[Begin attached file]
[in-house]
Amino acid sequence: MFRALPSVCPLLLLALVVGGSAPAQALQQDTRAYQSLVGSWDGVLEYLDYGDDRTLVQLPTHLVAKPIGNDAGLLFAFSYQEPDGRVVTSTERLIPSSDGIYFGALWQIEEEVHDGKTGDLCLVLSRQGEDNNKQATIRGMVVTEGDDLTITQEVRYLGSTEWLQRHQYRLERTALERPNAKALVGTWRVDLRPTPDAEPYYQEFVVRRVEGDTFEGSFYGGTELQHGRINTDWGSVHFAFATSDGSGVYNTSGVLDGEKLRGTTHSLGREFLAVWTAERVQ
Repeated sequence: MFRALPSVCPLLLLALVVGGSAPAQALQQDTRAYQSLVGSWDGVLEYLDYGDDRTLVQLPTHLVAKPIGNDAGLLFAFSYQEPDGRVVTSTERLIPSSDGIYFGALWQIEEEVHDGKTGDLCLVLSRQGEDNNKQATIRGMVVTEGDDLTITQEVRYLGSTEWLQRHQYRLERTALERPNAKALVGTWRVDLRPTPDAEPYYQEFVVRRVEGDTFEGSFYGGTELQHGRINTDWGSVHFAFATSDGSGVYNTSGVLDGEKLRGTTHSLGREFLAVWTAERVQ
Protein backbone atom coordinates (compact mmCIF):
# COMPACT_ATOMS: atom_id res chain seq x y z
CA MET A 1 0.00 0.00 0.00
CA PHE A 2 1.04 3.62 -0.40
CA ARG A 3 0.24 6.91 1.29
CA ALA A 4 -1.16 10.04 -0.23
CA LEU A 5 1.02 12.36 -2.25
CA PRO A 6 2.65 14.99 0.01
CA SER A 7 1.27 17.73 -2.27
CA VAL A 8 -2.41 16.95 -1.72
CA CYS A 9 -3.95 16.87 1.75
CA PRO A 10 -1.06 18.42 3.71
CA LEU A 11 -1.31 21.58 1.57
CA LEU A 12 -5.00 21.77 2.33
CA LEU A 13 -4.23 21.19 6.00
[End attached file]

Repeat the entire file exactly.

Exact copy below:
[in-house]
Amino acid sequence: MFRALPSVCPLLLLALVVGGSAPAQALQQDTRAYQSLVGSWDGVLEYLDYGDDRTLVQLPTHLVAKPIGNDAGLLFAFSYQEPDGRVVTSTERLIPSSDGIYFGALWQIEEEVHDGKTGDLCLVLSRQGEDNNKQATIRGMVVTEGDDLTITQEVRYLGSTEWLQRHQYRLERTALERPNAKALVGTWRVDLRPTPDAEPYYQEFVVRRVEGDTFEGSFYGGTELQHGRINTDWGSVHFAFATSDGSGVYNTSGVLDGEKLRGTTHSLGREFLAVWTAERVQ
Repeated sequence: MFRALPSVCPLLLLALVVGGSAPAQALQQDTRAYQSLVGSWDGVLEYLDYGDDRTLVQLPTHLVAKPIGNDAGLLFAFSYQEPDGRVVTSTERLIPSSDGIYFGALWQIEEEVHDGKTGDLCLVLSRQGEDNNKQATIRGMVVTEGDDLTITQEVRYLGSTEWLQRHQYRLERTALERPNAKALVGTWRVDLRPTPDAEPYYQEFVVRRVEGDTFEGSFYGGTELQHGRINTDWGSVHFAFATSDGSGVYNTSGVLDGEKLRGTTHSLGREFLAVWTAERVQ
Protein backbone atom coordinates (compact mmCIF):
# COMPACT_ATOMS: atom_id res chain seq x y z
CA MET A 1 0.00 0.00 0.00
CA PHE A 2 1.04 3.62 -0.40
CA ARG A 3 0.24 6.91 1.29
CA ALA A 4 -1.16 10.04 -0.23
CA LEU A 5 1.02 12.36 -2.25
CA PRO A 6 2.65 14.99 0.01
CA SER A 7 1.27 17.73 -2.27
CA VAL A 8 -2.41 16.95 -1.72
CA CYS A 9 -3.95 16.87 1.75
CA PRO A 10 -1.06 18.42 3.71
CA LEU A 11 -1.31 21.58 1.57
CA LEU A 12 -5.00 21.77 2.33
CA LEU A 13 -4.23 21.19 6.00